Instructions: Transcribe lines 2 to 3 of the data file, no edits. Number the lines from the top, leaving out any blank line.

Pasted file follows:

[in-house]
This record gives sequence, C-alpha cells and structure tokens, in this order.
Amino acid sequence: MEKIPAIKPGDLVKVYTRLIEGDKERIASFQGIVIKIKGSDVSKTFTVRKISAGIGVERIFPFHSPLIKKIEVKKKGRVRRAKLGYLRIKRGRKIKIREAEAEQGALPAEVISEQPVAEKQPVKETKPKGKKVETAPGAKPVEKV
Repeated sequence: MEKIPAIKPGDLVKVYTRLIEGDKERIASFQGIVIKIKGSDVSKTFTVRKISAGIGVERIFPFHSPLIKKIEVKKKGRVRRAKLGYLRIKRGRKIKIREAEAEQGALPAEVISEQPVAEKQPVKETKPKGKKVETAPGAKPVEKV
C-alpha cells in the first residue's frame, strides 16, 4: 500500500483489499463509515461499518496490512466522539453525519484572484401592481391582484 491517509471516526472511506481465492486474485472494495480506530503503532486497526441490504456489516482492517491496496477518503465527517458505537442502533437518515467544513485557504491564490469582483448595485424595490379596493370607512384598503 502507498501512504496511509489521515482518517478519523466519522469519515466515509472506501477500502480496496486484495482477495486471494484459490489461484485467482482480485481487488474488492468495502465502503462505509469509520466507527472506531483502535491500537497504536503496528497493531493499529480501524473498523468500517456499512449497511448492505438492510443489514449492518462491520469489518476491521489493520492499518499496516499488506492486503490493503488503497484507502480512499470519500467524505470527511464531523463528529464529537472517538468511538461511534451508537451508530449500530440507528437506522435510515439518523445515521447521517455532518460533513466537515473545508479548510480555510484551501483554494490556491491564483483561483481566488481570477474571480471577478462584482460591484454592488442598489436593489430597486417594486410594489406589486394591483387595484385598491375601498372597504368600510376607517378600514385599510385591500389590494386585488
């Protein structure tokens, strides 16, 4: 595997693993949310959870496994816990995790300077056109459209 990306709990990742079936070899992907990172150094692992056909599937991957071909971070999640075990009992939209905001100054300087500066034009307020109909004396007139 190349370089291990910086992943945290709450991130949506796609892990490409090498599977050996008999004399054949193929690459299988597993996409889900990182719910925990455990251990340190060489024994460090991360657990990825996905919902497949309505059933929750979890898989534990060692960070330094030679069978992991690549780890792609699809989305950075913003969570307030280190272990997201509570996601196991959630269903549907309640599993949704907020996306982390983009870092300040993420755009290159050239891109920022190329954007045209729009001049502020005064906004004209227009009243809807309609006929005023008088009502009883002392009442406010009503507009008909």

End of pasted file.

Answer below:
This record gives sequence, C-alpha cells and structure tokens, in this order.
Amino acid sequence: MEKIPAIKPGDLVKVYTRLIEGDKERIASFQGIVIKIKGSDVSKTFTVRKISAGIGVERIFPFHSPLIKKIEVKKKGRVRRAKLGYLRIKRGRKIKIREAEAEQGALPAEVISEQPVAEKQPVKETKPKGKKVETAPGAKPVEKV